Back in mid-May I posted a story about air quality in the parks, about how some areas were seeing improvements while others were not. Deep down in the piece I pointed out how the superintendent at Rocky Mountain National Park, Vaughn Baker, had signed a letter with the state of Colorado to outline what park officials considered to be the upper limit for nitrogen loads in the park.
Such "critical load" assessments are vital for all national park units, for once they're in place officials will be able not only to clearly assess how pollution is affecting their parks but also be able to identify when pollution levels from surrounding areas are becoming a threat to the parks.
This is a proactive approach not just to protecting our parks, but also ourselves, regardless of whether we visit the parks. For if more and more parks and their respective states come to agreement on dangerous pollution levels, then more work will be done to keep society from generating so much pollution.
Seems like a win-win proposition, no? Well, not to the Colorado Springs Gazette, which argues that Baker is overstepping his authority in setting a critical load for nitrogen in Rocky Mountain.
The Gazette, you see, believes while Baker's position is admirable, he's "not a regional environmental czar."
"And let's not pretend there are any short-term, cost- or consequence-free fixes to the problem, since these pollutants frequently have their origins well beyond park boundaries and the regulatory regime required to address them would have to be regional, perhaps even national, in scope," the Gazette opined the other day.
Well, oh my heck, as they like to say here in Utah. Heaven forbid that we take a regional or national approach to combating pollution.
The Gazette argues that, gosh, golly gee, if we try to limit nitrogen loads in Rocky Mountain by reducing agricultural fertilizer use or require power plants to install better pollution controls, well, heck, that'll be expensive.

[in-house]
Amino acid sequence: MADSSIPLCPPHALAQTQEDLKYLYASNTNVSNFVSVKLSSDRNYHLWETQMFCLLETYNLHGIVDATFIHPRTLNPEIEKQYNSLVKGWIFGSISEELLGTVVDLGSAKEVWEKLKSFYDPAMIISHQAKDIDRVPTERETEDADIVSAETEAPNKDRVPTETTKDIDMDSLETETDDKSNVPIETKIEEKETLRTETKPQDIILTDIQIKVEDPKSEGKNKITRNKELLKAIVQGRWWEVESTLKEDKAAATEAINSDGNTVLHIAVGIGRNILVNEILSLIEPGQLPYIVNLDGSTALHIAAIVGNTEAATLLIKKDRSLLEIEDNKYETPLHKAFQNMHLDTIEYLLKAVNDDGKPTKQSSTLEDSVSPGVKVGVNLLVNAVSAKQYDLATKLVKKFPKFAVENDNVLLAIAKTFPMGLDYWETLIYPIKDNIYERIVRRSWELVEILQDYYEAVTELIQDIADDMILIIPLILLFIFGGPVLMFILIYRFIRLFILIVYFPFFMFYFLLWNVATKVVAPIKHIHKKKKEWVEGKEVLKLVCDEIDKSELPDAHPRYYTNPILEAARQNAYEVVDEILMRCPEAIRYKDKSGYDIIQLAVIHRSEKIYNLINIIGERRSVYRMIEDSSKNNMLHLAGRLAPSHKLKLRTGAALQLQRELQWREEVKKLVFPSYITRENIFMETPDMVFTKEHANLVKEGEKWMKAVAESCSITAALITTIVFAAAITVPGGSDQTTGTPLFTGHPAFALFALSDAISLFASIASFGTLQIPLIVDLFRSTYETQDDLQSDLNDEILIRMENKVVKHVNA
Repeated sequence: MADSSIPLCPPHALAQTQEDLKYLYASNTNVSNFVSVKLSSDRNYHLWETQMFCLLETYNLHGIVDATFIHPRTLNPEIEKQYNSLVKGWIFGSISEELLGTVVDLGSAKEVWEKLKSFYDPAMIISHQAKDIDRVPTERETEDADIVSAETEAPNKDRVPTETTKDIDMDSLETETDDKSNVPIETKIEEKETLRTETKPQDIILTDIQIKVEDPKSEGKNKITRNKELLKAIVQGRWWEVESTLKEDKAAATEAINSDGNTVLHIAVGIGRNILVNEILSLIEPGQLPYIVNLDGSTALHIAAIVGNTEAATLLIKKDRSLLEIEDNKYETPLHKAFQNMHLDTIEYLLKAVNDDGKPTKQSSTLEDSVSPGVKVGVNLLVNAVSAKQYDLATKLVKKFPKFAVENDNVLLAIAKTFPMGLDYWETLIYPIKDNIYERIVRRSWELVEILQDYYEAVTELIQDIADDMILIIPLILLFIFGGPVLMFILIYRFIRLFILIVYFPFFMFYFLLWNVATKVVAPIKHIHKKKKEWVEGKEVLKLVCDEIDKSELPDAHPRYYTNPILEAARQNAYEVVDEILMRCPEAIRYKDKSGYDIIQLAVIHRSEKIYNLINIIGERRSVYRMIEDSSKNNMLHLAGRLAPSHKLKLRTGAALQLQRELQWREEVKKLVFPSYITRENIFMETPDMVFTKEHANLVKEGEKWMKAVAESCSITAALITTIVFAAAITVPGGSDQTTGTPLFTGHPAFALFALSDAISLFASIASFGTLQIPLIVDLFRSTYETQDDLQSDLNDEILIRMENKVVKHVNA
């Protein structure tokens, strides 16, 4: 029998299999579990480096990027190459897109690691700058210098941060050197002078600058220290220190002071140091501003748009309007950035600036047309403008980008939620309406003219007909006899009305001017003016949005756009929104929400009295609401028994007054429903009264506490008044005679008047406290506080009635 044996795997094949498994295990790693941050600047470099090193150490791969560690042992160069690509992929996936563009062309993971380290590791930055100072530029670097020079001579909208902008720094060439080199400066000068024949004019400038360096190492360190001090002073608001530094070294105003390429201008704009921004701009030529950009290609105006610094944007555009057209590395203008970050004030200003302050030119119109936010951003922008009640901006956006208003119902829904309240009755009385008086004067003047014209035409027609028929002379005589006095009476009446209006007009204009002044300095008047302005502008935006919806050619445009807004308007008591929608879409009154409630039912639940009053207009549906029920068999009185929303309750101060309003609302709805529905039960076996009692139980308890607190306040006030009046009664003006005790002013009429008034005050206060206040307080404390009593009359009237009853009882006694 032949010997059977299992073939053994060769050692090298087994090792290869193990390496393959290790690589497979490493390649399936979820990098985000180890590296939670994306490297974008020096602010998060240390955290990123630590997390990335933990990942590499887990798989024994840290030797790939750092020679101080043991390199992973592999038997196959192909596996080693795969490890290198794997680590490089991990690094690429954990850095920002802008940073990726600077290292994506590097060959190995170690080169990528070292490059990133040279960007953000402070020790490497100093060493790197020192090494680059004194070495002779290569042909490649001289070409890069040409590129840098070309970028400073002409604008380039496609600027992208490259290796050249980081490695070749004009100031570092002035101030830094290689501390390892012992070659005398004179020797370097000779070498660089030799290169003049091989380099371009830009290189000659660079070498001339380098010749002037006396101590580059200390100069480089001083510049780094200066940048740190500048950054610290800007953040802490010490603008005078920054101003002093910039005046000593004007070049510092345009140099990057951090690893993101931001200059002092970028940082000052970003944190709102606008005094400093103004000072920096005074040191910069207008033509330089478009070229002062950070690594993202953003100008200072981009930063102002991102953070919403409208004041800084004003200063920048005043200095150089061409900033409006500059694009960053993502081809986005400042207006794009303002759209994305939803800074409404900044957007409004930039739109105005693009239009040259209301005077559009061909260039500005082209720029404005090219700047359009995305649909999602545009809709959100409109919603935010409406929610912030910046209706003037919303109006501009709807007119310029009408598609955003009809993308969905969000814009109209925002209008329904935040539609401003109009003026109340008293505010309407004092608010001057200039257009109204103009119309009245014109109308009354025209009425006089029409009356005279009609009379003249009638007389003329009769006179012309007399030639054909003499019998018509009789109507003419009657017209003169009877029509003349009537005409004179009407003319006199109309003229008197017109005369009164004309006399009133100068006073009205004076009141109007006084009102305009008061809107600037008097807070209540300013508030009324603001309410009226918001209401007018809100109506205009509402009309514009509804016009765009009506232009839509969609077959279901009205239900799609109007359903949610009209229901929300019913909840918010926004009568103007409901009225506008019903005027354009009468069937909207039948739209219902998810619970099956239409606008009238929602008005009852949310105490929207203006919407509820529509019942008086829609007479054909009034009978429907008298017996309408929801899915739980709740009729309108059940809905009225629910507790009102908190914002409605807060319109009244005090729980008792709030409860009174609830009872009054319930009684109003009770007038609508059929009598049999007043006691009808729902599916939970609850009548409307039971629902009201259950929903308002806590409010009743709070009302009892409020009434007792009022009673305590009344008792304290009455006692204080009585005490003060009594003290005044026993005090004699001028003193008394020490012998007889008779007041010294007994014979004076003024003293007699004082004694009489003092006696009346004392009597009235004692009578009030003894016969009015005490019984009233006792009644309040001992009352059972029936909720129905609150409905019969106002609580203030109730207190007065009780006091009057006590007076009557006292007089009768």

"What Baker is proposing is really much more radical than it at first appears — it’s an attempt to pave the way for regional pollution controls, using a national park’s environmental health as justification," claims the newspaper. "The nitrogen reductions Baker is proposing 'would establish the nation’s first critical load of a pollutant to protect a national park environment,' notes The Rocky Mountain News. This 'also would give environmentalists a figure to build political and, possibly, legal arguments around.' Arguments for what? More regulation, of course.
"We’re not arguing that nothing can or should be done about curbing pollution in national parks. We’re just arguing for realism and candor about what is possible, given the interconnected nature of the environment and the fact that few environmental improvements come without significant trade-offs."
I think the Gazette's editorial board needs to accept the reality that we are over-polluting this planet and that reversing that trend will not be easy and will not be cost-free. Just as high gas prices are forcing many consumers to abandon SUV gas hogs, the desire for clean air, water and landscapes should motivate all of us to strive, lobby and demand more from our regulatory agencies and industries, both regionally and nationally.
Let's not criticize Baker for being bold enough to push for such changes, if only for the sake of a national park. Let's thank him.